Crime Is Tennessee man wrongly imprisoned for murder?

21:00  19 may  2017
21:00  19 may  2017 Source:   USA TODAY SPORTS

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CLOSE. Skip in Skip. X. Embed. X. Share. The Tennessee Supreme Court earlier this year turned down Braseel’s bid for an appeal. Wochit. Adam Braseel is serving a life sentence for first-degree murder in the death of Malcolm Burrows.

A Tennessee man who served 31 years in jail for a crime he didn’t commit is petitioning the state to compensate him million for the years of A formal exoneration could open a pathway to million in compensation from the state Board of Claims for the decades McKinney was wrongfully imprisoned .

Adam Braseel is serving a life sentence for first-degree murder in the death of Malcolm Burrows. His family insists a Grundy County, Tenn., jury convicted him wrongfully.© Provided by Christina Braseel via Knoxville (Tenn.) News Sentinel Adam Braseel is serving a life sentence for first-degree murder in the death of Malcolm Burrows. His family insists a Grundy County, Tenn., jury convicted him wrongfully.

TRACY CITY, Tenn. — Adam Clyde Braseel clocked out of work, borrowed his mother’s car and headed to the mountain for a weekend of four-wheeling with friends. He took about a 45-minute break in between to lure an old man from home in the dark, beat him to death by the roadside, steal his wallet and try to silence an eyewitness.

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He made it to his next stop in time for a late supper.

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(WPIX) -- A Tennessee man who served 31 years in jail for a crime he didn’t commit is petitioning the state to compensate him million for the A formal exoneration could open a pathway to million in compensation from the state Board of Claims for the decades McKinney was wrongfully imprisoned .

A Tennessee man who served 31 years in jail for a crime he didn’t commit is petitioning the state to compensate him million for the years of A formal exoneration could open a pathway to million in compensation from the state Board of Claims for the decades McKinney was wrongfully imprisoned .

That’s the argument that convinced a Grundy County, Tenn., jury to send Braseel, then 24, to prison for life a decade ago for the death of 60-year-old Malcolm Burrows. A judge set him free a year and a half ago and ordered a new trial, calling the evidence of Braseel’s guilt insufficient. The Tennessee Court of Criminal Appeals reversed the decision and took that freedom back.

He’s 37 now. He’ll be 76 if he lives long enough to appear at his first parole hearing.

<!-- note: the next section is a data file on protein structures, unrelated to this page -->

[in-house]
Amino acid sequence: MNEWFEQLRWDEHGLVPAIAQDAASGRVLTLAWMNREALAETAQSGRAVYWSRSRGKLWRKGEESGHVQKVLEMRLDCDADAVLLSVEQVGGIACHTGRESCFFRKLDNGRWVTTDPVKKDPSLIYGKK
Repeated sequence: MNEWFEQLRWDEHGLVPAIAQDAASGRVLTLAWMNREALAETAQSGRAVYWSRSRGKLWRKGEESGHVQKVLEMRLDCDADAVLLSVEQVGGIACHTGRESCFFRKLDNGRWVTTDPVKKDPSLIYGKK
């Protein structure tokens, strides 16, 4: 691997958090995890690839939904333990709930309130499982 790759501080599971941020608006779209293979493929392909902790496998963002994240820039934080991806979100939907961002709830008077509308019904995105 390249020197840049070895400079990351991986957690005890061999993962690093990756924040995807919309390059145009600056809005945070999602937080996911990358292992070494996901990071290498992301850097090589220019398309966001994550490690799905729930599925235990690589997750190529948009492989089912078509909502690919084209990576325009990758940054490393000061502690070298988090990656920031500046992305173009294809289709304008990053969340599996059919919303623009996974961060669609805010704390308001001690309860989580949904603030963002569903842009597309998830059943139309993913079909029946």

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The case has divided this small southeast Tennessee community on the Cumberland Plateau and raised questions about the accuracy of eyewitness testimony and what issues qualify as fair game under Tennessee’s appeals process.

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“I never thought it would happen to me,” Braseel said in a phone call from prison. “I try to stay positive, but I’m realistic. I know I could be an innocent man in prison the rest of my life.”

A clean-cut case

No other suspect was ever charged in the case. Not a single piece of physical evidence linked Braseel to the crime scene — no fingerprints, no DNA, no blood, hair or clothing fibers.

Prosecutors say they didn’t need it.

“Two eyewitnesses clearly identified him,” said prosecutor Steve Strain. “He was tried like anybody else. He was represented by two established, very experienced attorneys, and the jury found him guilty.”

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Two more eyewitnesses later swore they saw Braseel in a church parking lot at almost the exact moment of the crime. A friend testified he saw Braseel walk through his door minutes after the killing — calm, clean and composed as far as he could tell.

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The Tennessee Supreme Court chose earlier this year not to hear Braseel’s case. That leaves one further avenue of appeal — a petition in U.S. District Court to have the conviction declared unlawful.

Such petitions are rarely granted — if ever.

The red-headed man

Becky Hill wasn’t looking at the clock when her brother, Malcolm Burrows, went to answer the door of his house the night of Saturday, Jan. 7, 2006.

Hill couldn’t be sure of the time — maybe 9 p.m., maybe 9:15. Her son, Kirk Braden, had gone to bed. She never heard the visitor’s name, but she noticed his hair, red and close-cropped.

The man said his car had died just up the road. Burrows offered to help. He grabbed a jacket and car keys and headed out the door.

Soon the man came back. Burrows had sent him for starter fluid — right there under the kitchen sink, he said.

“And just as I raised up ... that’s when he hit me the first lick in the head,” Hill later testified. “It knocked me down, and I hollered for my son, you know, ‘He’s killing me.’ ”

Braden charged into the kitchen. The man grabbed a fire extinguisher and slung it at him, then ran.